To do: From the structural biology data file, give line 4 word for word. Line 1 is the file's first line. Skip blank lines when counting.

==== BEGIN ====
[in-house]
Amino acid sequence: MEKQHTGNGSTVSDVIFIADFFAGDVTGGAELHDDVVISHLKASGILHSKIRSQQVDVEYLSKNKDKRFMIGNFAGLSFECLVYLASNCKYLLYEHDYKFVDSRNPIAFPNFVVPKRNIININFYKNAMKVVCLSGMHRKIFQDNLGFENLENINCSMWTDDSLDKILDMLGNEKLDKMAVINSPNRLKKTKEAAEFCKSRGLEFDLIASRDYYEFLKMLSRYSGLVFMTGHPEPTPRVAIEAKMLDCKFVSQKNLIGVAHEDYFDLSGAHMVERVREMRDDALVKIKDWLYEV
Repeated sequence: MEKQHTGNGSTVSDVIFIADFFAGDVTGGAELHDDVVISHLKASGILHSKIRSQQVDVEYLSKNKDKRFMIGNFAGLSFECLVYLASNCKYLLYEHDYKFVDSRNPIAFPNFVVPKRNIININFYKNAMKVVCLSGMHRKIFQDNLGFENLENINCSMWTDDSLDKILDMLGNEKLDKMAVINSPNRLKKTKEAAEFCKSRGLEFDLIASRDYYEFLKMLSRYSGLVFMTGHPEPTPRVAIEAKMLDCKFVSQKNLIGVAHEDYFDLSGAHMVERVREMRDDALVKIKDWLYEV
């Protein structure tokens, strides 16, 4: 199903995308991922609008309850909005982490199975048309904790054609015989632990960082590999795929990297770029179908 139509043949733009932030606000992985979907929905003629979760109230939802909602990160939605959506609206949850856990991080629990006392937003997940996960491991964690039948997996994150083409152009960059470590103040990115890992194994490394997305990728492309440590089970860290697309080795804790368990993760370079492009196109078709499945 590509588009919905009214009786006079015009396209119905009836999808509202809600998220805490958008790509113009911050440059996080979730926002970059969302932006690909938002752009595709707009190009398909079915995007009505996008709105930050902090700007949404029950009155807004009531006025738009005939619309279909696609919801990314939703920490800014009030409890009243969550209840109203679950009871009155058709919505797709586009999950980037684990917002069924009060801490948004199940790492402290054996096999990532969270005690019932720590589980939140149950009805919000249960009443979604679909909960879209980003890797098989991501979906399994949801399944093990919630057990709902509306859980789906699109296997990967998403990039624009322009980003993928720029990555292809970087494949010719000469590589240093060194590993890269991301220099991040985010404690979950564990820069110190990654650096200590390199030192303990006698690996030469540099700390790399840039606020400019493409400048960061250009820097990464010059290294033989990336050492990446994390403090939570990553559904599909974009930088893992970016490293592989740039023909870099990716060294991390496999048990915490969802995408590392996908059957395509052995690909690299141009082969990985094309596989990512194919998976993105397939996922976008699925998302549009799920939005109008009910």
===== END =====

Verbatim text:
């Protein structure tokens, strides 16, 4: 199903995308991922609008309850909005982490199975048309904790054609015989632990960082590999795929990297770029179908 139509043949733009932030606000992985979907929905003629979760109230939802909602990160939605959506609206949850856990991080629990006392937003997940996960491991964690039948997996994150083409152009960059470590103040990115890992194994490394997305990728492309440590089970860290697309080795804790368990993760370079492009196109078709499945 590509588009919905009214009786006079015009396209119905009836999808509202809600998220805490958008790509113009911050440059996080979730926002970059969302932006690909938002752009595709707009190009398909079915995007009505996008709105930050902090700007949404029950009155807004009531006025738009005939619309279909696609919801990314939703920490800014009030409890009243969550209840109203679950009871009155058709919505797709586009999950980037684990917002069924009060801490948004199940790492402290054996096999990532969270005690019932720590589980939140149950009805919000249960009443979604679909909960879209980003890797098989991501979906399994949801399944093990919630057990709902509306859980789906699109296997990967998403990039624009322009980003993928720029990555292809970087494949010719000469590589240093060194590993890269991301220099991040985010404690979950564990820069110190990654650096200590390199030192303990006698690996030469540099700390790399840039606020400019493409400048960061250009820097990464010059290294033989990336050492990446994390403090939570990553559904599909974009930088893992970016490293592989740039023909870099990716060294991390496999048990915490969802995408590392996908059957395509052995690909690299141009082969990985094309596989990512194919998976993105397939996922976008699925998302549009799920939005109008009910």